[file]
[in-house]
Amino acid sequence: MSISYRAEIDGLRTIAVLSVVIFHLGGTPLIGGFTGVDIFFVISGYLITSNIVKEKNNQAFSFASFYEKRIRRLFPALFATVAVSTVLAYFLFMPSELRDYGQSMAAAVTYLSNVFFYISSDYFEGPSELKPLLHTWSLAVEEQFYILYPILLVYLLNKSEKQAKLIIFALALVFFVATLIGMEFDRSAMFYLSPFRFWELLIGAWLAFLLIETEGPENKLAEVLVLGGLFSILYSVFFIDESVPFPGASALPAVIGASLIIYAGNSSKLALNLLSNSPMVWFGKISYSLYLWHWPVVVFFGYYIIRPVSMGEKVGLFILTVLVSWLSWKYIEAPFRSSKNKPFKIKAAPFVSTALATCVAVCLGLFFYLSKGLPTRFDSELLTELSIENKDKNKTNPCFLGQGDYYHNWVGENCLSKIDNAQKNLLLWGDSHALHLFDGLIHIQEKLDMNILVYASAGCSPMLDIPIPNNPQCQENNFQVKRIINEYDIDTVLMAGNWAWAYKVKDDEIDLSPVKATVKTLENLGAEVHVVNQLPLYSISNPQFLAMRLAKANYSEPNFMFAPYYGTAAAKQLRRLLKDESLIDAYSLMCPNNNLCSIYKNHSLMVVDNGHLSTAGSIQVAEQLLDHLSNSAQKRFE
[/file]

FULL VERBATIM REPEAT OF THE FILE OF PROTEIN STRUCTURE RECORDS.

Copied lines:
[in-house]
Amino acid sequence: MSISYRAEIDGLRTIAVLSVVIFHLGGTPLIGGFTGVDIFFVISGYLITSNIVKEKNNQAFSFASFYEKRIRRLFPALFATVAVSTVLAYFLFMPSELRDYGQSMAAAVTYLSNVFFYISSDYFEGPSELKPLLHTWSLAVEEQFYILYPILLVYLLNKSEKQAKLIIFALALVFFVATLIGMEFDRSAMFYLSPFRFWELLIGAWLAFLLIETEGPENKLAEVLVLGGLFSILYSVFFIDESVPFPGASALPAVIGASLIIYAGNSSKLALNLLSNSPMVWFGKISYSLYLWHWPVVVFFGYYIIRPVSMGEKVGLFILTVLVSWLSWKYIEAPFRSSKNKPFKIKAAPFVSTALATCVAVCLGLFFYLSKGLPTRFDSELLTELSIENKDKNKTNPCFLGQGDYYHNWVGENCLSKIDNAQKNLLLWGDSHALHLFDGLIHIQEKLDMNILVYASAGCSPMLDIPIPNNPQCQENNFQVKRIINEYDIDTVLMAGNWAWAYKVKDDEIDLSPVKATVKTLENLGAEVHVVNQLPLYSISNPQFLAMRLAKANYSEPNFMFAPYYGTAAAKQLRRLLKDESLIDAYSLMCPNNNLCSIYKNHSLMVVDNGHLSTAGSIQVAEQLLDHLSNSAQKRFE